By Rob Taylor and Rachel Pannett
SYDNEY--Australia's conservative Prime Minister Scott Morrison scored a surprise come-from-behind win at national elections Saturday, in a divisive campaign that exploited fears radical economic and climate policies pledged by center-left opponents would end the world's longest growth streak.
Mr. Morrison, who once carried a lump of coal into Parliament to illustrate the importance of commodity exports to the resource-rich economy, sealed victory in battleground states where many voters worried his Labor rivals would drive up living costs and threaten mining jobs with their environmental plans.
"I have always believed in miracles," Mr. Morrison, an evangelical Christian, said in a speech to jubilant supporters gathered at a Sydney hotel after midnight local time Saturday. He credited his victory to "quiet Australians"--whose voice was largely not reflected in voter polls that for more than two years showed his Liberal-National coalition facing election defeat.
Throughout his campaign, the 51-year-old Mr. Morrison focused on a simple argument: conservatives are better managers of the economy. In contrast, his Labor rival, Bill Shorten, 52, promised a bold interventionist approach to tackle growing wealth divides: ending tax breaks for investors and global corporations, while spending more on public health and education. The former union leader and lawyer stepped down after conceding defeat.
"It seems Australians were not prepared to support the higher taxes, increased government spending and redistribution" of wealth, said Shane Oliver, chief economist at AMP Capital in Sydney.
Climate change re-emerged as an election issue following a summer of wildfires, drought, floods and extreme temperatures Voter support for policies aimed at addressing climate change was at the highest level since 2007. But, as in the U.S., divisions grew more stark as the issue gathered steam.
Labor pledged to reduce emissions by 45% from 2005 levels by 2030, after Australia under the conservatives became the first developed nation to abolish a price on carbon in 2014. The party also promised a push on renewable energy and electric vehicles, offering detailed and transparent policies that opened its agenda to months of concerted attack from Mr. Morrison.
Tom Wright, a senior fellow at the Brookings Institution, said the center-left party's failed approach could give U.S. Democrats pause in developing tactics ahead of elections next year. "Bold policies can hurt you...don't confuse the unpopularity of the government with the electorate moving to your ideology," he said on Twitter Sunday.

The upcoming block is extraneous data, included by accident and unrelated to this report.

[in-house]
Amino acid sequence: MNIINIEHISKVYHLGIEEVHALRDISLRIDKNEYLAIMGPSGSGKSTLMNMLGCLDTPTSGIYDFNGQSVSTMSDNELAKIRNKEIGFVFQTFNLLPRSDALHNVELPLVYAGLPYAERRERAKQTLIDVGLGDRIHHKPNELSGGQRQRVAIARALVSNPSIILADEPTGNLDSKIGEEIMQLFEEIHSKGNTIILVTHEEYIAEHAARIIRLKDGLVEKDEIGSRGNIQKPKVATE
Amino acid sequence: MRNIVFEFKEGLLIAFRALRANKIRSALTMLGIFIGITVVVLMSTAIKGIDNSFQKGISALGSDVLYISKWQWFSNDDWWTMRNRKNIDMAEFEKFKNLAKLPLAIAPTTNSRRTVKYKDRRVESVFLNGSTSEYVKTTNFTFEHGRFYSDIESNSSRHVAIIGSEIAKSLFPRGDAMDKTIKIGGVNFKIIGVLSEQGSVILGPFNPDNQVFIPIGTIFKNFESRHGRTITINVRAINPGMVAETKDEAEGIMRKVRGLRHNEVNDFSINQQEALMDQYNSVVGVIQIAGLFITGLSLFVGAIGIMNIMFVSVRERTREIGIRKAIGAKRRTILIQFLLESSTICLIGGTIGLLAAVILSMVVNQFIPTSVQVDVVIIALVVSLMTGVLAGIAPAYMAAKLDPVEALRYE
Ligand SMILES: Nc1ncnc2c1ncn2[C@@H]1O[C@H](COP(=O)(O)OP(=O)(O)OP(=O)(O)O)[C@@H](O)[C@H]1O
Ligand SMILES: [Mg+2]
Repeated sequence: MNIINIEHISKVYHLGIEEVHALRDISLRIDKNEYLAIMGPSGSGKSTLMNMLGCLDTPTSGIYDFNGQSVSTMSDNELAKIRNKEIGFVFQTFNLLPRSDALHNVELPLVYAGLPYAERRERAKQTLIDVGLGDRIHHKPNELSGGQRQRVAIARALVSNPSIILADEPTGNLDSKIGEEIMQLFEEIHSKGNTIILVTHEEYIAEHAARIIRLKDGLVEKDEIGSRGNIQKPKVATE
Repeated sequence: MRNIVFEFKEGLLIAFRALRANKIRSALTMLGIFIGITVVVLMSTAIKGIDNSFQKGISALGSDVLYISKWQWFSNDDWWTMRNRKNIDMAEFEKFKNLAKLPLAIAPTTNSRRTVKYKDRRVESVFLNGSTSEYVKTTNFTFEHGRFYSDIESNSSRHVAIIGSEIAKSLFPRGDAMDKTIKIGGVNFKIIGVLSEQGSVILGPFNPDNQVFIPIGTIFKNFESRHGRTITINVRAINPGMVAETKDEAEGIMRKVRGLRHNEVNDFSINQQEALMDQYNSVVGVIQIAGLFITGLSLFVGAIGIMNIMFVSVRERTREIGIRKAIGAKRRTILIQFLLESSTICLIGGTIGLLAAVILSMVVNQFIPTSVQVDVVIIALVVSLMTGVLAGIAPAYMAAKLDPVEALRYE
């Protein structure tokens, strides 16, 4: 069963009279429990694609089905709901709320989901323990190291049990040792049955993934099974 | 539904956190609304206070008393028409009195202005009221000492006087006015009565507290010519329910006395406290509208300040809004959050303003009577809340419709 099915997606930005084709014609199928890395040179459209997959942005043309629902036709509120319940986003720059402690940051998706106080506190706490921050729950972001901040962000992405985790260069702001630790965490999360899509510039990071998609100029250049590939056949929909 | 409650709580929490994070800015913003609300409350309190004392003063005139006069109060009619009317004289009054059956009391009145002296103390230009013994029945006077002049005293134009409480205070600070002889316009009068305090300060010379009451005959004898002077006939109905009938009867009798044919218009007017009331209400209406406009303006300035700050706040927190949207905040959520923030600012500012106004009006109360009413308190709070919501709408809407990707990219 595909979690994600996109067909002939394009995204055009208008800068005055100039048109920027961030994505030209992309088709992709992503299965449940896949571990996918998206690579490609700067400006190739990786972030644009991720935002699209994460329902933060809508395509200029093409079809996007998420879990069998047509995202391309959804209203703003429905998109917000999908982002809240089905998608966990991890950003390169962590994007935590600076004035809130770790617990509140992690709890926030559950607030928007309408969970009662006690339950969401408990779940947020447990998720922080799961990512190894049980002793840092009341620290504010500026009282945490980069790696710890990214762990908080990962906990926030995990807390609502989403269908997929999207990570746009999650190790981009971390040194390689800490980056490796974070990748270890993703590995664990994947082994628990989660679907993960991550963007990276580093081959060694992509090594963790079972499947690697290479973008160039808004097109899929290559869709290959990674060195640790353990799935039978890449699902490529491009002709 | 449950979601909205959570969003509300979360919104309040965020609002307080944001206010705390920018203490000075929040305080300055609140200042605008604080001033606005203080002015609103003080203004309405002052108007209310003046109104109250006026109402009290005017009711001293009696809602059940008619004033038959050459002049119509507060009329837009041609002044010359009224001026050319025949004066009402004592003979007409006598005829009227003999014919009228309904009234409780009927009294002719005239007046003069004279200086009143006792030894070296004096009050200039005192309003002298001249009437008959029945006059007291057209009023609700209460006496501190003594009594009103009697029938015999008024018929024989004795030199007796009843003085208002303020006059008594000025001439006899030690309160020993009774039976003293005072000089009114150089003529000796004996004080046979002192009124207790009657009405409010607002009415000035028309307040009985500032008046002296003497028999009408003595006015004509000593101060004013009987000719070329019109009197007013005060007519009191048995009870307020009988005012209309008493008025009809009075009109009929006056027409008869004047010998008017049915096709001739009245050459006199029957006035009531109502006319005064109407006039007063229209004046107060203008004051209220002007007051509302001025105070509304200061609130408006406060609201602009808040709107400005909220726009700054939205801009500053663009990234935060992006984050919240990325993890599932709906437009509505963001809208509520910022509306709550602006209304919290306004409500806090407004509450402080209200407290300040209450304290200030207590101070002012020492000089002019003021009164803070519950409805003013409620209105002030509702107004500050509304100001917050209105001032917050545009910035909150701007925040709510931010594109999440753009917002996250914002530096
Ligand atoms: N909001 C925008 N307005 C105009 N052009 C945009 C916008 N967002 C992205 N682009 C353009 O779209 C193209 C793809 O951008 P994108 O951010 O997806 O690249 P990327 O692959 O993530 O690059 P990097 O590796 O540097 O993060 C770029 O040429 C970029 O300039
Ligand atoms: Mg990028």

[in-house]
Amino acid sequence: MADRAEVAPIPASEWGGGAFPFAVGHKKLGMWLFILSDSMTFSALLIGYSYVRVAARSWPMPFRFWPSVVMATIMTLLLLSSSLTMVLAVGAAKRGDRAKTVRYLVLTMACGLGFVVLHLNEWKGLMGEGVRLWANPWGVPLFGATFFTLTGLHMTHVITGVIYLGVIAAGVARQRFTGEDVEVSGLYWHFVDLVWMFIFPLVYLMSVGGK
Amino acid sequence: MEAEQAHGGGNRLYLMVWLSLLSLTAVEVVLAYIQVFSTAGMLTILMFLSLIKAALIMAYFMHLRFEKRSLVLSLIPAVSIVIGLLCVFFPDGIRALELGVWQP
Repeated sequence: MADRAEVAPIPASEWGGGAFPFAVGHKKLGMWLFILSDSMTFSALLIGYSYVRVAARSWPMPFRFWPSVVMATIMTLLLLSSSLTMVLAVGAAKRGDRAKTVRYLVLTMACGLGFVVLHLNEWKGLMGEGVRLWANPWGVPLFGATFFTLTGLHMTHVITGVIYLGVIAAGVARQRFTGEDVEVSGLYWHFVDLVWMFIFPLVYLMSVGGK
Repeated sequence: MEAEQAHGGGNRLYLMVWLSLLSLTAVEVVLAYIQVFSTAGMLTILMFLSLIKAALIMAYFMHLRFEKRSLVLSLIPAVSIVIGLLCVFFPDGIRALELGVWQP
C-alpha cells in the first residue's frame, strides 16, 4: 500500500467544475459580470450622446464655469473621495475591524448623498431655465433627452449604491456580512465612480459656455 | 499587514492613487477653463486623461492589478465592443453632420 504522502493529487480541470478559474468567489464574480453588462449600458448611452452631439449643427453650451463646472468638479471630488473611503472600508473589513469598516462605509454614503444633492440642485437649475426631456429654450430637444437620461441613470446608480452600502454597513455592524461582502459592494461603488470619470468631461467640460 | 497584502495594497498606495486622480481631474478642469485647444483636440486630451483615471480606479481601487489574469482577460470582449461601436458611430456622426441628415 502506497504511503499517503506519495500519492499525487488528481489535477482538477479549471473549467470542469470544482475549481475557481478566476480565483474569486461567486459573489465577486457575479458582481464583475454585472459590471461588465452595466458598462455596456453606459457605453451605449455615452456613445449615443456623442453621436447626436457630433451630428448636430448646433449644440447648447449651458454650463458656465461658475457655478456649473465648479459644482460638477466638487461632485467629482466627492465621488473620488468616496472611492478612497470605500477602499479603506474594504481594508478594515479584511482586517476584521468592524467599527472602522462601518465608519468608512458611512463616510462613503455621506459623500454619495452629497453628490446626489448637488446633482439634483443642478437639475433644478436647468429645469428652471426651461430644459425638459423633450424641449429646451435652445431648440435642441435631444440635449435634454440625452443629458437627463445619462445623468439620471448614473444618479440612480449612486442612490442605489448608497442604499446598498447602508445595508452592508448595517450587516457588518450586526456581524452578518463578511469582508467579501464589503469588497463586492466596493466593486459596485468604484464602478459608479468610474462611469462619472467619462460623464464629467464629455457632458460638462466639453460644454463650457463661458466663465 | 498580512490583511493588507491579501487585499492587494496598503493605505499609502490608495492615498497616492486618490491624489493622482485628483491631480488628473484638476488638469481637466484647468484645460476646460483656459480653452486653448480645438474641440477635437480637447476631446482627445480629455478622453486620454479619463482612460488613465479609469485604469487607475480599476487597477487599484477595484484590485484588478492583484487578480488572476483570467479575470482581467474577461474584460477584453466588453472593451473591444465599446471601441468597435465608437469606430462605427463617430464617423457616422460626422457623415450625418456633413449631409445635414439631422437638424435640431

Australia's election was the latest in a series of polling misfires globally, including erroneous predictions of the U.S. presidential election outcome in 2016 and Britain's decision to leave the European Union. Few had seen Mr. Morrison's victory coming, including senior conservative officials. Exit polls as voting stations closed had pointed to a comfortable Labor victory.
The conservatives' fortunes were boosted in resource-rich states such as northeastern Queensland, where Mr. Morrison campaigned strongly in support of major coal-mine projects located near the Great Barrier Reef, offsetting losses in more progressive-leaning cities along the east coast. His campaign also benefited from small populist parties whose message helped bolster the conservative vote.
Underscoring the city-versus-rural divide, one of the highest-profile casualties of the election was Tony Abbott, a former conservative prime minister and climate skeptic who in 2014 championed the dumping of carbon taxes. He was defeated in the Sydney beachside district he has held for 25 years by an independent candidate who made his resistance to climate change policies her key appeal.
With counting continuing Sunday, Mr. Morrison's Liberal-National coalition was hopeful of gaining a narrow majority in Parliament's 151-seat House of Representatives. If Mr. Morrison doesn't win enough seats to govern alone, he may yet need to strike a deal with independents to form a minority government, possibly forcing him to tackle climate issues to gain their support.
The election comes at a pivotal time for Australia, as global trade rivalries, falling home values, record debt and stagnant wage growth bite. The economy, which has been expanding for 27 years and counting, nearly stalled in the second half of 2018 as China's growth slowed. Annualized growth dipped to about 1% from 4% in the first half. The country's central bank is expected to begin cutting interest rates as soon as next month.
Mr. Morrison confronts a handful of pressing challenges. Chief among them: How to manage the country's ties with its biggest trade customer and most challenging foreign-policy relationship, China.
Relations have been strained since last year when Australia passed tough counterespionage and foreign-interference laws and the government locked Chinese phone giant Huawei Technologies Co. out of future 5G communication networks over national-security concerns. In February, officials blamed a major state actor--usually code for Beijing--for a cyberattack on Parliament and major political parties. Australia has also angered Beijing by joining the U.S. in pushing back against China's growing influence in the Pacific.
A refreshed ministry to be unveiled by Mr. Morrison will include a new defense minister, Linda Reynolds, who will steer a $150 billion modernization aligning Australia's military more closely with U.S. forces as the Pentagon readies to unveil a new strategy naming the Indo-Pacific as a strategic priority, to be unveiled this month in Singapore.
Write to Rob Taylor at email@example.com and Rachel Pannett at firstname.lastname@example.org